US3229241A - Electrical connectors for coaxial cable - Google Patents

Electrical connectors for coaxial cable Download PDF

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US3229241A
US3229241A US331045A US33104563A US3229241A US 3229241 A US3229241 A US 3229241A US 331045 A US331045 A US 331045A US 33104563 A US33104563 A US 33104563A US 3229241 A US3229241 A US 3229241A
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member
electrical
body
plug
connector
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US331045A
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Kao Donald
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ITT Corp
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    • HELECTRICITY
    • H01BASIC ELECTRIC ELEMENTS
    • H01RELECTRICALLY-CONDUCTIVE CONNECTIONS; STRUCTURAL ASSOCIATIONS OF A PLURALITY OF MUTUALLY-INSULATED ELECTRICAL CONNECTING ELEMENTS; COUPLING DEVICES; CURRENT COLLECTORS
    • H01R9/00Structural associations of a plurality of mutually-insulated electrical connecting elements, e.g. terminal strips or terminal blocks; Terminals or binding posts mounted upon a base or in a case; Bases therefor
    • H01R9/03Connectors arranged to contact a plurality of the conductors of a multiconductor cable, e.g. tapping connections
    • H01R9/05Connectors arranged to contact a plurality of the conductors of a multiconductor cable, e.g. tapping connections for coaxial cables
    • H01R9/0518Connection to outer conductor by crimping or by crimping ferrule
    • YGENERAL TAGGING OF NEW TECHNOLOGICAL DEVELOPMENTS; GENERAL TAGGING OF CROSS-SECTIONAL TECHNOLOGIES SPANNING OVER SEVERAL SECTIONS OF THE IPC; TECHNICAL SUBJECTS COVERED BY FORMER USPC CROSS-REFERENCE ART COLLECTIONS [XRACs] AND DIGESTS
    • Y10TECHNICAL SUBJECTS COVERED BY FORMER USPC
    • Y10STECHNICAL SUBJECTS COVERED BY FORMER USPC CROSS-REFERENCE ART COLLECTIONS [XRACs] AND DIGESTS
    • Y10S439/00Electrical connectors
    • Y10S439/931Conductive coating

Description

Jan. 11, 1966 D. KAO

ELECTRICAL CONNECTORS FOR COAXIAL CABLE Filed Dec. 16, 1963 WOW@ WH M myn/fm w m Cm n W uw v m .NHL

United States Patent Oice 3,2292@ Patented dan. ll, l

3,229,2 ELECTRlCAL CNNECTRS FR COAXlAiL CABE Donald Kao, Montebello, Calif., assignor, by mesne assignments, to international Telephone and Telegraph Corporation, New York, NX., a corporation of Maryland Filed Dec. 16, 15363, Ser. No. 331,945 1 Claim. (Cl. 339-177) This invention relates to coaxial electrical connectors and more particularly relates to a new and novel coaxial cable electrical connector construction having special utility for miniature and subminiature connectors, but not necessarily limited to connectors of such small size wherein the electrical connecting members of the connector constitute improved components, and these improved components provide for an improved assemblage of parts which produce a greatly simplified, compact, highly effective connector capable of satisfying the heretofore conilicting electrical and mechanical requirements for such a connector.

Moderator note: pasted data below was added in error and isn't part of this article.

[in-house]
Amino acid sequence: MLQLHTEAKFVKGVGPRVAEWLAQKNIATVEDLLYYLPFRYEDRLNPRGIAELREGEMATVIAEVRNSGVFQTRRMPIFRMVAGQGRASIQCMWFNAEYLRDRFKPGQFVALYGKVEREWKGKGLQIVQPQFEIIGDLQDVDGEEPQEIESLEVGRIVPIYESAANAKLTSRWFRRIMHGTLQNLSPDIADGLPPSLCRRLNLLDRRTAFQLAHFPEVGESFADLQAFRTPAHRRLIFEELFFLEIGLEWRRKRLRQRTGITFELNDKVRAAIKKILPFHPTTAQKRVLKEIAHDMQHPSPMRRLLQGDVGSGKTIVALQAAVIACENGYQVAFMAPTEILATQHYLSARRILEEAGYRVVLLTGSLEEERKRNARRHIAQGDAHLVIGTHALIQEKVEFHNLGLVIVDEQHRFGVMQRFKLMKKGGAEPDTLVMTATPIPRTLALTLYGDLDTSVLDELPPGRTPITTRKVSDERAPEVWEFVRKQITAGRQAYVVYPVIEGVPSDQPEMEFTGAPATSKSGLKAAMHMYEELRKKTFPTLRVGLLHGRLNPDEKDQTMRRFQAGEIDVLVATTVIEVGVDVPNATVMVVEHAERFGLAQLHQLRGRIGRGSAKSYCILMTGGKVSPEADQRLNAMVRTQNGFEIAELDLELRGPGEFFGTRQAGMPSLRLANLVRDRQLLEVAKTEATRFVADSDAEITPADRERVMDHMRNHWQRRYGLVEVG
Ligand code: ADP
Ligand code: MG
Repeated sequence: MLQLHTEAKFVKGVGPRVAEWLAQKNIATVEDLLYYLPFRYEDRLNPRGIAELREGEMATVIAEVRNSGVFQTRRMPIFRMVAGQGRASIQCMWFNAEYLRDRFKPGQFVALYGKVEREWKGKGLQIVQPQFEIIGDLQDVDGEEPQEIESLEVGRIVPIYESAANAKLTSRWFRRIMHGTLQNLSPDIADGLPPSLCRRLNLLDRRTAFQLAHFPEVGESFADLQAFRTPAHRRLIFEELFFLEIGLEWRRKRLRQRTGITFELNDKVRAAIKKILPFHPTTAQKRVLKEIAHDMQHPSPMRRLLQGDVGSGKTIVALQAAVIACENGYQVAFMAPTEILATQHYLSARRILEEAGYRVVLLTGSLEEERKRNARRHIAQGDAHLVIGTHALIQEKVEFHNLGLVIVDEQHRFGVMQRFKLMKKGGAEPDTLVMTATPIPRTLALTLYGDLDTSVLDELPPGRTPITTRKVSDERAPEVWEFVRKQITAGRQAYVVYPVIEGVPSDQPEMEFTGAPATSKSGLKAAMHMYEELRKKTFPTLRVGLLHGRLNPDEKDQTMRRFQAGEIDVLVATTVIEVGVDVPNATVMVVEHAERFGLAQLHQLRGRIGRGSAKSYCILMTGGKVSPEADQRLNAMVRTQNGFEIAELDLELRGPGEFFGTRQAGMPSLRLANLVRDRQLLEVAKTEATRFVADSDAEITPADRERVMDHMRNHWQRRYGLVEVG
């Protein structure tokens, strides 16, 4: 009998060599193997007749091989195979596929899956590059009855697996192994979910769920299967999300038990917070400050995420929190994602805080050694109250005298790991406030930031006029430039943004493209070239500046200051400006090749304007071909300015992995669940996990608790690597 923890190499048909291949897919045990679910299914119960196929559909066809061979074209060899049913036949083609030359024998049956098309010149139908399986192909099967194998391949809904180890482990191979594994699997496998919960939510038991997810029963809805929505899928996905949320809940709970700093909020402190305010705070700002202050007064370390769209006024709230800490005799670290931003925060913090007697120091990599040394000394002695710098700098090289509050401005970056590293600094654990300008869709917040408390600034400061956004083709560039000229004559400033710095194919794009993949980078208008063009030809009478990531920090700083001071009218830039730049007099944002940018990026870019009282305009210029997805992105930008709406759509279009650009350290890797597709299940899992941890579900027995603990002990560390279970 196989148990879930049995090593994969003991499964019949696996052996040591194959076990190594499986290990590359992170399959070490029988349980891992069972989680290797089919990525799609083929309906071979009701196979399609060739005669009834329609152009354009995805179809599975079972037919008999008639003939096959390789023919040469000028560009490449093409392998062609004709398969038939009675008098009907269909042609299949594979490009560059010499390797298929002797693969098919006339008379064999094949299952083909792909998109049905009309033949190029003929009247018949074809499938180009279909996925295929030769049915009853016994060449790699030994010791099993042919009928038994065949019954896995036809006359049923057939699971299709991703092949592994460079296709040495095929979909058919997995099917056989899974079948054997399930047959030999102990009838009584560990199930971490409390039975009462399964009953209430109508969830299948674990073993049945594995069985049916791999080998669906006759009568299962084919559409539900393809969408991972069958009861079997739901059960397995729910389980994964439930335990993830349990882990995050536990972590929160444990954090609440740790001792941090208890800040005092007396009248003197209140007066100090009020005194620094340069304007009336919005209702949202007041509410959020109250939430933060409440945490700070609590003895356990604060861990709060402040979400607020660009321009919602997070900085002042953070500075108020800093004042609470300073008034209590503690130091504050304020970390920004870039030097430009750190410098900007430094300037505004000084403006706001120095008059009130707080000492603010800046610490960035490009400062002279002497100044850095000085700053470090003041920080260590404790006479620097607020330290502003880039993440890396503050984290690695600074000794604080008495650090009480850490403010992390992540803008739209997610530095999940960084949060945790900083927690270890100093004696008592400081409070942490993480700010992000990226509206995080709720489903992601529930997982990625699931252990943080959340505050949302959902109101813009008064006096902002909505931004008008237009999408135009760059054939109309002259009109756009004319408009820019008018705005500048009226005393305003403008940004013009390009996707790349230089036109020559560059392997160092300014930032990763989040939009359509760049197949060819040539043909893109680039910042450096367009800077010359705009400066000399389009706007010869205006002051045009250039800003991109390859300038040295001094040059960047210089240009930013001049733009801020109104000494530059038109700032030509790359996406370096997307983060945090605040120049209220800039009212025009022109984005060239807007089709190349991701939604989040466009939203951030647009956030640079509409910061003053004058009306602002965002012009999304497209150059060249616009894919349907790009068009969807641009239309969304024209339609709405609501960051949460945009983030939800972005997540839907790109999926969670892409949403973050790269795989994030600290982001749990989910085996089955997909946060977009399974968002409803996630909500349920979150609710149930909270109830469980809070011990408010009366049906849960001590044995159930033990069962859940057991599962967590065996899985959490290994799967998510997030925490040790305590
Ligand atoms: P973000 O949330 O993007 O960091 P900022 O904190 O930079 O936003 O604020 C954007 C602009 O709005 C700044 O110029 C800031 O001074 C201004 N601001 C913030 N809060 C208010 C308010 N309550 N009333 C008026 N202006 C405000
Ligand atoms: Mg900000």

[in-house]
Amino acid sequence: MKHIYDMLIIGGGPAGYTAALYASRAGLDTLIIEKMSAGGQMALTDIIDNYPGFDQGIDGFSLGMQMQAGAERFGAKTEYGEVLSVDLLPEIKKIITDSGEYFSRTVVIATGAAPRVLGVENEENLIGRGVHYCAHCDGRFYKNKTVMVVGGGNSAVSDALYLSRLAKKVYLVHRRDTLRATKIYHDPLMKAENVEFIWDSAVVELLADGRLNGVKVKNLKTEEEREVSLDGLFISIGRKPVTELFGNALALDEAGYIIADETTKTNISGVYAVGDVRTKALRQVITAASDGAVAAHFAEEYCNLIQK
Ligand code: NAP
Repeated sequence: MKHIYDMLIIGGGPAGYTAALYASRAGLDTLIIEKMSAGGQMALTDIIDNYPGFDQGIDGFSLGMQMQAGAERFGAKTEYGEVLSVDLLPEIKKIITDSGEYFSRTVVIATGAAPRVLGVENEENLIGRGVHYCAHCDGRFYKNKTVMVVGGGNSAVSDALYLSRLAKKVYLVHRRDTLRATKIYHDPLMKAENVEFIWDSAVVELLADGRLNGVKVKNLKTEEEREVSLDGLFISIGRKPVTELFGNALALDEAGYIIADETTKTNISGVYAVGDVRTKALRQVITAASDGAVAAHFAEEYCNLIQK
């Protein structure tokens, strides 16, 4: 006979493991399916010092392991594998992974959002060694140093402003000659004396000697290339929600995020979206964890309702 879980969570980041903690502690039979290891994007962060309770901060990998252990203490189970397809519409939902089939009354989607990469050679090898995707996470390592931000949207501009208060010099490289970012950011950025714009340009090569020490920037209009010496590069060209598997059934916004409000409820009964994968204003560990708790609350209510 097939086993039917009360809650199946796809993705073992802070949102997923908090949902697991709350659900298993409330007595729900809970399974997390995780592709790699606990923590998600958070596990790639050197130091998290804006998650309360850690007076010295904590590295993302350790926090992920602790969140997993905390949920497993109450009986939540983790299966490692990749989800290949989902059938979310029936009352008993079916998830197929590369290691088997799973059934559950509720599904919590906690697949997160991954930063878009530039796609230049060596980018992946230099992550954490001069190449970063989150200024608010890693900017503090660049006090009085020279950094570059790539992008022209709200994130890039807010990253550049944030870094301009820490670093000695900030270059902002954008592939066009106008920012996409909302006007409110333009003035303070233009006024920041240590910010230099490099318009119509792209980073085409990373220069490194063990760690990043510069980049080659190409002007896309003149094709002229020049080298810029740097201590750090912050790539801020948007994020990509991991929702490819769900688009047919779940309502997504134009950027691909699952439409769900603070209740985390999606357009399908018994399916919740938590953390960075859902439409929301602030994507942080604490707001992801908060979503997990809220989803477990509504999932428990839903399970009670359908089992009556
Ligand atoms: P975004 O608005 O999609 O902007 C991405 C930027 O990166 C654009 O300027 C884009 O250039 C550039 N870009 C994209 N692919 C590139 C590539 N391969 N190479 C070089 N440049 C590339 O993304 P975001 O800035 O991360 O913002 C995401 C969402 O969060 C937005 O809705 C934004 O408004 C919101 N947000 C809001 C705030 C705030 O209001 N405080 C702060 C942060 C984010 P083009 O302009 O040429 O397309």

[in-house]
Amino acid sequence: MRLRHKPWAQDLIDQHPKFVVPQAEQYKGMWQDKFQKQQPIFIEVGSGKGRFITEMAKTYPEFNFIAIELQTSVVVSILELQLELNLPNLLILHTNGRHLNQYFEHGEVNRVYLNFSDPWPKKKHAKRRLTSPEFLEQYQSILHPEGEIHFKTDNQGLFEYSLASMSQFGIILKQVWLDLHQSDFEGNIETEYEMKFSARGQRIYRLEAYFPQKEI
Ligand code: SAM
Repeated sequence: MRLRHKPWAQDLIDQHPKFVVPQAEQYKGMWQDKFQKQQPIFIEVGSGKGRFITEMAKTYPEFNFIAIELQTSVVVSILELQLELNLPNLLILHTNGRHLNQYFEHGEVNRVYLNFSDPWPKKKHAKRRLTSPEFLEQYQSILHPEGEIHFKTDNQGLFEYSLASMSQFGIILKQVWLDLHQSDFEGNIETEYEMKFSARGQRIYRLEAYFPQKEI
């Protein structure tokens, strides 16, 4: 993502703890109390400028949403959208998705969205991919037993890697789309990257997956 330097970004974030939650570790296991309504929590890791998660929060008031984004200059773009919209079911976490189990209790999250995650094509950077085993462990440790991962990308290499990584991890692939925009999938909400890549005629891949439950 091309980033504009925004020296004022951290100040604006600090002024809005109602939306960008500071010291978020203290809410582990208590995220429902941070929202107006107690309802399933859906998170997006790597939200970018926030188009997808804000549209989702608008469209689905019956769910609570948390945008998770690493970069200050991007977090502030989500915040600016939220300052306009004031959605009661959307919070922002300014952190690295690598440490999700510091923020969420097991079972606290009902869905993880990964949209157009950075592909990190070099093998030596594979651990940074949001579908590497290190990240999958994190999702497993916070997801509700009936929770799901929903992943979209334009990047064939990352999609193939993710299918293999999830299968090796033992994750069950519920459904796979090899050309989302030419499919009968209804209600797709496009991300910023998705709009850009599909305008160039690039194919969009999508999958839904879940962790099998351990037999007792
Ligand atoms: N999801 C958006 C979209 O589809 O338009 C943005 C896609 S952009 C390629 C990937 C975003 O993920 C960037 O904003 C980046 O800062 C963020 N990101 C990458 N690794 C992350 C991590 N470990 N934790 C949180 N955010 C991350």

Prior to this invention, electrical connectors for coaxial cables have been relatively large in size, and have been considerably complex in their construction as cornpared with the connector of this invention. Also prior known coaxial connectors have been composed of numerous parts with each part requiring a close t and an accurate maintenance of tolerances between the several component parts. In prior connectors of this type it was generally necessary to unite the several component parts by means or threaded screws and sleeve connections mounted over threaded parts. Not only did this construction present a bulky connector which occupied considerably more space than reqiured for the connector of this invention, but also the prior known connectors presented a great deal of diculty in assembling and disassembling as compared with the connector of this invention.

As is well known to those skilled in this art, in many electrical installations it is of paramount importance to obtain a miniaturization of component elements comprising an electrical assembly. The relatively large and bulky connectors known prior to this invention are not suitable for many electrical installations. Also, in addition to the requirement of keeping the connector as small in size as possible, in most installations it is also important to have a simple electrical connector which may be easily and quickly connected and disconnected.

It is, therefore, an important object of this invention to provide an improved electrical connector construction which produces a simplified, compact, highly effective electrical connector.